Page last updated at 11:17 GMT, Tuesday, 6 October 2009 12:17 UK

Shock fall in industrial output

UK oil refinery
Some oil and gas plants were closed for maintenance work in August

UK industrial output fell unexpectedly in August, confounding analysts' expectations of an increase and casting doubt on the strength of the economy.

It fell 2.5% from July, the biggest such fall since January, the Office for National Statistics (ONS) said.

The same measure of output was down 11.2% year-on-year, dashing hopes of a speedy economic recovery.

Manufacturing output, which excludes energy production, fell 1.9% from July and 11.3% year-on-year.

The ONS said there was evidence that factories had been ramping up production in July and then shutting down for holidays in August.

Output was also hit by factories closing for maintenance.

"August's dismal industrial production figures will dampen some of the recent optimism about the economy's apparent bounce-back," said Vicky Redwood, UK economist at Capital Economics.

"A return to positive overall GDP growth in the third quarter [from July to September] now looks less certain."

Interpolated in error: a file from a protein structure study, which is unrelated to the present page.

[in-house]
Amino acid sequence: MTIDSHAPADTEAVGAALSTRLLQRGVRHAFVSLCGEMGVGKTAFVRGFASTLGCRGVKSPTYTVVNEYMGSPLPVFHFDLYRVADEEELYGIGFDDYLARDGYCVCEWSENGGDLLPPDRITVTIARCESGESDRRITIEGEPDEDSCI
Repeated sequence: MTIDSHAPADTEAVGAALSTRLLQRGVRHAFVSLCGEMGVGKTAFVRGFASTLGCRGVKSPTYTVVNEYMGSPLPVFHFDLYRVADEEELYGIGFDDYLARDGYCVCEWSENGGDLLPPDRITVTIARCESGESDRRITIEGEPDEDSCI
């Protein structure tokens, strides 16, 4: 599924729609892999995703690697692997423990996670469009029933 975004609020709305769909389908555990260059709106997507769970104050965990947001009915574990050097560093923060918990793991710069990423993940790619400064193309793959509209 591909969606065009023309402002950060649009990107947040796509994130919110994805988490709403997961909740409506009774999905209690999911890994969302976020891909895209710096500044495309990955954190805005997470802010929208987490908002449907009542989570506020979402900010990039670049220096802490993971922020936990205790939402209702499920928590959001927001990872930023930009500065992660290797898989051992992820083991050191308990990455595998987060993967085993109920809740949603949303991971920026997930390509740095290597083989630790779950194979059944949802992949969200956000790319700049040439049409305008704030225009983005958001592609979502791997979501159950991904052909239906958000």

Call for stimulus

There was a decrease in oil and gas production of 7.7% due to planned maintenance.

But there were big rises in production of wood and wood products and transport equipment.

Industrial production in the three months from June to August fell 0.2% compared with the previous three months and 10.4% compared with the same period last year.

Motor vehicle production, which had given a boost to manufacturing figures in July, fell 2.6% in August.

Earlier, the Society of Motor Manufacturers and Traders (SMMT) announced that sales of new cars rose 11.4% in September compared with the same month last year, helped by the government's scrappage scheme.

Also, the Halifax said that UK house prices rose for the third consecutive month in September and showed the first quarterly increase for two years.

The Bank of England's policymakers begin their latest two-day rate-setting meeting on Wednesday, but are not expected to either change interest rates or their policy of quantitative easing.

The British Chambers of Commerce (BCC) said the manufacturing figures showed that more money needed to be allocated to the quantitative easing programme.

"The weakness in bank lending poses serious obstacles to a sustainable recovery," said David Kern, chief economist at the BCC.

"We urge the MPC to increase the quantitative easing stimulus to £200bn and to take other measures aimed at increasing bank lending."



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